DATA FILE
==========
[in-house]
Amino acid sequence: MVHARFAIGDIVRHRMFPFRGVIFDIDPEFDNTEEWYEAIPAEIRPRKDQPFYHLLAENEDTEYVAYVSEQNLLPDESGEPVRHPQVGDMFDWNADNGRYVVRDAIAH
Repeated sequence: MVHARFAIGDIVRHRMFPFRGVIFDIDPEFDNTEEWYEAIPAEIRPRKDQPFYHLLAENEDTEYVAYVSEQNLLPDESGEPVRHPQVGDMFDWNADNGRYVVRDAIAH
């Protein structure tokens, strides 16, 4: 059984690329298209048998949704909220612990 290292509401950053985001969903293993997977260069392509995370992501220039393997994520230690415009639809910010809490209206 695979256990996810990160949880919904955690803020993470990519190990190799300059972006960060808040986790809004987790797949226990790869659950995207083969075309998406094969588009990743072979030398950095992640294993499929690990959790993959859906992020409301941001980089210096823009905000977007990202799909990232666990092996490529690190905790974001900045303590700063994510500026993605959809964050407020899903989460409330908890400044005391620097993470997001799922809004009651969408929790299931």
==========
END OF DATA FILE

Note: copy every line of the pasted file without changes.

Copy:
[in-house]
Amino acid sequence: MVHARFAIGDIVRHRMFPFRGVIFDIDPEFDNTEEWYEAIPAEIRPRKDQPFYHLLAENEDTEYVAYVSEQNLLPDESGEPVRHPQVGDMFDWNADNGRYVVRDAIAH
Repeated sequence: MVHARFAIGDIVRHRMFPFRGVIFDIDPEFDNTEEWYEAIPAEIRPRKDQPFYHLLAENEDTEYVAYVSEQNLLPDESGEPVRHPQVGDMFDWNADNGRYVVRDAIAH
């Protein structure tokens, strides 16, 4: 059984690329298209048998949704909220612990 290292509401950053985001969903293993997977260069392509995370992501220039393997994520230690415009639809910010809490209206 695979256990996810990160949880919904955690803020993470990519190990190799300059972006960060808040986790809004987790797949226990790869659950995207083969075309998406094969588009990743072979030398950095992640294993499929690990959790993959859906992020409301941001980089210096823009905000977007990202799909990232666990092996490529690190905790974001900045303590700063994510500026993605959809964050407020899903989460409330908890400044005391620097993470997001799922809004009651969408929790299931």